10. “They who live by the sword will die by the sword” is ever truer and deadlier. Mass annihilation is ever more possible. In the recent wars, Iraq and Afghanistan, the U.S. human casualty count was relatively low. This was overshadowed by huge Iraqi casualties, and population destabilization and displacement, and massive debts incurred by the U.S. to wage war. We bred resentment, not friendship. While we were not brought to our knees physically, this time, we were nearly destroyed economically. Here is the U.S. physical casualty count from past wars, from The World Almanac and Book of Facts 2007. War Casualties U.S.001

Reasonable estimates of deaths from war in all countries in the the previous century approach 100,000,000. War is usually,in the end, a creature of convenience than of necessity – an easy but deadly way to attempt to solve problems. That is another rational learning, in my opinion….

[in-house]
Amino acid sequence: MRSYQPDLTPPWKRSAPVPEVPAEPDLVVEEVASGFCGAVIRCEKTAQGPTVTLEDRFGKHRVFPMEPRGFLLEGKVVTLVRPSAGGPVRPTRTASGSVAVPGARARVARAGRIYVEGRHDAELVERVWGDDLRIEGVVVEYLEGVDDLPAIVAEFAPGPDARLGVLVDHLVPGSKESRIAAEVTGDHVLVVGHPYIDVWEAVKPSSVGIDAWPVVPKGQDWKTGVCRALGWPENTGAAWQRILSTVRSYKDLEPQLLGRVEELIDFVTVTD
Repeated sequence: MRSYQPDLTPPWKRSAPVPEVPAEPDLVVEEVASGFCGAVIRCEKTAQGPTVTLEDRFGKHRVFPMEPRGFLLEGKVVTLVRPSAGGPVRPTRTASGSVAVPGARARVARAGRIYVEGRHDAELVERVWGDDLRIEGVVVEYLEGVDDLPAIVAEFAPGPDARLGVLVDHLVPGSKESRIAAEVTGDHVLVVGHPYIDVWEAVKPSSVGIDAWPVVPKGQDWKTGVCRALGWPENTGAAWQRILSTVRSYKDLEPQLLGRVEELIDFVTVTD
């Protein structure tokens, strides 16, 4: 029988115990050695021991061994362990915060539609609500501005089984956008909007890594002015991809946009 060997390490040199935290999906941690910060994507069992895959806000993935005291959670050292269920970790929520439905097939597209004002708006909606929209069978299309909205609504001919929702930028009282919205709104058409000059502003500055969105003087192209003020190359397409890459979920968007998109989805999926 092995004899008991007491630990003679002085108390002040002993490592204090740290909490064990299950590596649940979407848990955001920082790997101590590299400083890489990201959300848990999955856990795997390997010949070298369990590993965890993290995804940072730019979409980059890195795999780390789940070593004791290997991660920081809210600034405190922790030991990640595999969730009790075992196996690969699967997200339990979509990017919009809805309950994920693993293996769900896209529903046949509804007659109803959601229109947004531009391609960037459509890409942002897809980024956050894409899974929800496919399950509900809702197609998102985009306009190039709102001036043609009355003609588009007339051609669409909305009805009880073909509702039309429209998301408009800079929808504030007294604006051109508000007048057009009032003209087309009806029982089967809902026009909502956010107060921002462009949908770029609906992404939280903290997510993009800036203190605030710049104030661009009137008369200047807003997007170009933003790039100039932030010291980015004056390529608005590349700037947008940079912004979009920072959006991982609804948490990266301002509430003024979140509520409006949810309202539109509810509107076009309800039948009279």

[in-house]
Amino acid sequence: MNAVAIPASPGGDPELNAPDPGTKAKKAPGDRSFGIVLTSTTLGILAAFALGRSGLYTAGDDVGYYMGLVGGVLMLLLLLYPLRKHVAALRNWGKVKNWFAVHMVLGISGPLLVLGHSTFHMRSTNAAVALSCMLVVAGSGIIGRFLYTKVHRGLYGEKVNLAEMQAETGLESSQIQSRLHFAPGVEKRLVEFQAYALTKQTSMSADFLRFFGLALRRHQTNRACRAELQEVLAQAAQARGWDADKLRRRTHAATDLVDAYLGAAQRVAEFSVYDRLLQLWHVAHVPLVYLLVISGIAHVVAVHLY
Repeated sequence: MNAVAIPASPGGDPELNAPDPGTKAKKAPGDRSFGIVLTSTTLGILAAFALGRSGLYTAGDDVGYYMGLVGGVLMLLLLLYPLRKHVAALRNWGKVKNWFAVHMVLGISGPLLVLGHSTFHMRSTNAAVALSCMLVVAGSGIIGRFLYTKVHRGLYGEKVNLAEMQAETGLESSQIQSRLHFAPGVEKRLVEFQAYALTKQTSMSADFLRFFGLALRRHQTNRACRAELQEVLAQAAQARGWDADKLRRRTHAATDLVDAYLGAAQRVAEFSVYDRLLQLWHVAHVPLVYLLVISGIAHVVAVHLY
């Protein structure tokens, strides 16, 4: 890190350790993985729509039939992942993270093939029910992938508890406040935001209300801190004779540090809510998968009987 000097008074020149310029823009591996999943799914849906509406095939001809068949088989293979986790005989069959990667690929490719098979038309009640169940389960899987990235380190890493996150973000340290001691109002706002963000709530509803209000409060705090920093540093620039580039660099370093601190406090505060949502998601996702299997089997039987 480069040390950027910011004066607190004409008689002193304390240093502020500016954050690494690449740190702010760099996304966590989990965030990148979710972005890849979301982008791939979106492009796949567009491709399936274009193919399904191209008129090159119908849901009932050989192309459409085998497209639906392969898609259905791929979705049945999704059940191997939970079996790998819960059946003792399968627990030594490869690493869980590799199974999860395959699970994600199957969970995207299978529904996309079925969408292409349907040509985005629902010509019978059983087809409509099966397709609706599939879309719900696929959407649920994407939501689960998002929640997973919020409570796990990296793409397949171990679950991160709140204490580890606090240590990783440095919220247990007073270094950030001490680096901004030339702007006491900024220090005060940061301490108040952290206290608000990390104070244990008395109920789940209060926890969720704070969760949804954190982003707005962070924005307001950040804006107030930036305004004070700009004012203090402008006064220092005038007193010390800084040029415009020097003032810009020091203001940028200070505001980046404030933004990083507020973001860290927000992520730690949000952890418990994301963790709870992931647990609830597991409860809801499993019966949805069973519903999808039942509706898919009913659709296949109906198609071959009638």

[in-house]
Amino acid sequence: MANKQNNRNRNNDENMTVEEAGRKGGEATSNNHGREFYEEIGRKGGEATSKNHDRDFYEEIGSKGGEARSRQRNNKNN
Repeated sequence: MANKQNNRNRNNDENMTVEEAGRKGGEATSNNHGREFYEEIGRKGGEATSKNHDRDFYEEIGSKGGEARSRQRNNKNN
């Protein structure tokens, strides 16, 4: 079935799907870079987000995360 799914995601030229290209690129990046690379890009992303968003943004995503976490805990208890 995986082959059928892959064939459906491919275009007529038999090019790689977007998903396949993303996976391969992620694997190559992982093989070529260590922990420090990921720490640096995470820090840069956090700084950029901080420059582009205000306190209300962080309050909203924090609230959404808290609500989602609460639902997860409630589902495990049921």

With the greatest respect for all victims of war, I urge Peace.

#306 – Dick Bernard: Frank Peter Bernard, U.S. Navy 1935 – 1941, USS Arizona

Sunday, January 2nd, 2011

It was on a Sunday morning, December 7, 1941, that my Uncle, Frank Peter Bernard, was killed on the USS Arizona at Pearl Harbor HI.

Each December 7 I remember that day, and indeed, am reminded of that day, as the iconic film clip of the Arizona being hit by the bomb is shown.